St. Francis invented Live Nativity Scenes


I love Living Nativity Scenes. This Advent, my goal is to try see 4 or 5 of them, inviting friends and family along with me. One of the most extraordinary descriptions in the first biography of St. Francis (written just a few years after his death) is about the Living Nativity which he pulled together. More precisely, he delegated it, like a smart leader, and had a lay man, John, pull together the townspeople of Greccio, plus an ox plus an ass. I try to imagine how spectacular this scene was for folks who loved a good tableau and the occasional entertainers who came to town. I wonder what it was like for John to talk people into letting him borrow their ox for the night. “No, really, we just want to put it on display next to the so-and-so family who has already agreed to depict Jesus, Mary and Joseph for the evening.”

I love when churches put a lot of effort in to these Living Nativity Scenes, sometimes called Live Nativities or other words. Some churches put on a drive-through experience or a walk-through experience. Yes, I will concede that in most cases, a medieval historian was not consulted to get the costumes just right and, in many cases, peoples’ own bathrobes account for most of the costumes, but the sentiment is right and before I criticize other people, I have to remember that THEY are the ones doing it while I did not lift a finger to help.

I hope that you will take some time to find a living nativity in your town. A lot of northerners have told me they’ve never heard of such a thing-poor lambs. I know that in the south here, we have plenty to choose from . Many of them are just a few nights and most of them close shop way before Christmas, so start looking now. Francis and John put together the first Living Nativity Scene because they wanted the scene to come to life for people and for the reality of the incarnation to be more tangible for people who got to go there, huddling against the cold, singing and enjoying the candlelit scene. I hope you jump in the car with some in-laws to check one out near you. It is what St. Francis would do.








After the Gas and Dust Settle

Cone Nebula: Star-forming pillar of gas and dust

This is a photo of a “cone nebula: star-forming pillar of gas and dust” found on the official Hubble website.  As I sat and talked with a friend today, I was overcome with sadness as she told me a story of betrayal and hurt. As we spoke, I needed something to focus on so that I could remain “the strong one”. This something was a series of beautiful photos of space taken by the Hubble space telescope. The photos calmed me and I was able to be strong for her.  From where she is, it seems her world has been reduced to gas and dust. It will be up to her to rebuild it into something even more beautiful.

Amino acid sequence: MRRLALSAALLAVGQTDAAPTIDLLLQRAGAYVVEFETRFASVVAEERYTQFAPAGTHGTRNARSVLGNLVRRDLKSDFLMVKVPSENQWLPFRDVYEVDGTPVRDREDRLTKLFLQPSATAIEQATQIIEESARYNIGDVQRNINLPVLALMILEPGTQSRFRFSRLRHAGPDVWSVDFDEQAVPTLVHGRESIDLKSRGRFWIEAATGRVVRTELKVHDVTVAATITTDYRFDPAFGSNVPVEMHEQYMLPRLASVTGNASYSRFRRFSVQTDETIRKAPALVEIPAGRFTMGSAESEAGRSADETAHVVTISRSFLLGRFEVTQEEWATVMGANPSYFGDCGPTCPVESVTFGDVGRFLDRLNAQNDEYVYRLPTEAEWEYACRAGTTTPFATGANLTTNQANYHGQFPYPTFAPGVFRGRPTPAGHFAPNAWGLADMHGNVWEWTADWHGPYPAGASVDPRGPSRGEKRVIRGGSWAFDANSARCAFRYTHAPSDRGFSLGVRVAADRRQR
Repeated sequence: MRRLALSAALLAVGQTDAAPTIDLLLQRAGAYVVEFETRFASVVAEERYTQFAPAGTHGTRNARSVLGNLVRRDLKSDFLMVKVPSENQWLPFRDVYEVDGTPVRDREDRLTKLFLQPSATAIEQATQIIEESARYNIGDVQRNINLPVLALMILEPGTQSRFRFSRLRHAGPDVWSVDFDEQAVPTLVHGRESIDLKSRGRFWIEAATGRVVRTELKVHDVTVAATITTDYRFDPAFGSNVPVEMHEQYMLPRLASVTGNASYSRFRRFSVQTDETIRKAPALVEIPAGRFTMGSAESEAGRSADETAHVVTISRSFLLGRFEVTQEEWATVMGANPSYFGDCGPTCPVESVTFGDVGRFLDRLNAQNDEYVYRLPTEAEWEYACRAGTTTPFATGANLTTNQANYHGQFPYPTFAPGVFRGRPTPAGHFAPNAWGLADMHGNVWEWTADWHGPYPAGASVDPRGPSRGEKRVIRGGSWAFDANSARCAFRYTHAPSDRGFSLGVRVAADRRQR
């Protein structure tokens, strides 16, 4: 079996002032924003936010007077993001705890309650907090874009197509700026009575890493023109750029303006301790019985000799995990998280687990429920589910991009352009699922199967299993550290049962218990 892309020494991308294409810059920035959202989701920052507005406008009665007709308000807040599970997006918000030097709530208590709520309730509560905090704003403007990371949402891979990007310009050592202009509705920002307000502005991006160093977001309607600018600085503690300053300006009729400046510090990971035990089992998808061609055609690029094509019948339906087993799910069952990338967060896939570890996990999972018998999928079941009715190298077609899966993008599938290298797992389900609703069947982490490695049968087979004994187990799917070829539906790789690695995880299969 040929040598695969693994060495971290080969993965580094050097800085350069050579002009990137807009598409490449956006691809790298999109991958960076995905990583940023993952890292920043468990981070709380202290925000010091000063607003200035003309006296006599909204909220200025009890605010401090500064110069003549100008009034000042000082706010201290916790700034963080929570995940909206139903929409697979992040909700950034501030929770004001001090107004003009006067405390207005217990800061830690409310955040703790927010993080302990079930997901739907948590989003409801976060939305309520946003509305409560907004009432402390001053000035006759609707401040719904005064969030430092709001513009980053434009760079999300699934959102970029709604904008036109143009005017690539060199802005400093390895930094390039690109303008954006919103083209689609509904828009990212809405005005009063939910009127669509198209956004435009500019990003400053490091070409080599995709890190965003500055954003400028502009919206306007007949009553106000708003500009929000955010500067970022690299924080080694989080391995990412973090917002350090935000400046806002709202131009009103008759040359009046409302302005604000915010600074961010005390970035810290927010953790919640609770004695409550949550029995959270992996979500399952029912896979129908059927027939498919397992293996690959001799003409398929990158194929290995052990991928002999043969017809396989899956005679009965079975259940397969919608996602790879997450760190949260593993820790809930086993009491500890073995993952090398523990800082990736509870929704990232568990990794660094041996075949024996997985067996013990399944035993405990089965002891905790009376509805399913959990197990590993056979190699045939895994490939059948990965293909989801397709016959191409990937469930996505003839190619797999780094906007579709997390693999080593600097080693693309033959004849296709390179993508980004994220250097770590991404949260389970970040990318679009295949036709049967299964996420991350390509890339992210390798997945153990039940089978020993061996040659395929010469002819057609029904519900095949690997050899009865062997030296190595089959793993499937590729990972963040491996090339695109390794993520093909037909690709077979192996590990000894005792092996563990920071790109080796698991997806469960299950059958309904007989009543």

On the news this morning, I learned of a high school principal who killed himself today. He had organized a trip for his high school students on a ferry which capsized. As I write this, there may yet be survivors. He was overcome with guilt and despair over their deaths and took his own life.  I feel sorry for this guy who must have been tortured for those few hours between being rescued and taking his own life. I also feel sorry for the many who loved him who will now have to grieve him as well as their drowned friends. It must have seemed to him that his world had been reduced to gas and dust.

To relate these to the life of St. Francis (the focal point of this blog), I have to call to mind that Francis had his own moments of feeling his world had been reduced to ashes-to gas and dust.  He disowned his father in front of everybody in town, he spent three years rebuilding crumbling buildings, thinking that was his life’s calling, he lived a vacuous life of drinking and using people before his conversion, he had visions and heard God’ s voice and saw doors open and shut for him where he least expected them. I can’t say something cute like that we will all rise like the phoenix, but I can recommend a book I just read called The Other Side of Chaos by Margaret Silf. In it, she helps the reader remember that there is, on the other side of this gas and dust, something to look forward to. There is life after the chaos.  I never had an astronomy or cosmology class (although I did get my hair cut this week at a cosmetology school), but I like to look at the photos of stuff way out there in space. I guess this photo is what a star looks like before it becomes a star. I guess that, as Silf mentions in her book, even the very act of creation is described in our Christian sacred texts as order coming from chaos, gas and dust becoming elements and grains of sand and dinosaur cornea (I wonder if any of them were nearsighted as I am and what that meant for their survival rates).  I don’t have anything cutesy to say here, except to echo Margaret Slif and the image in this photo: after the gas and dust settle or dissipate, we can expect to find some order, although things will never look the way they once looked.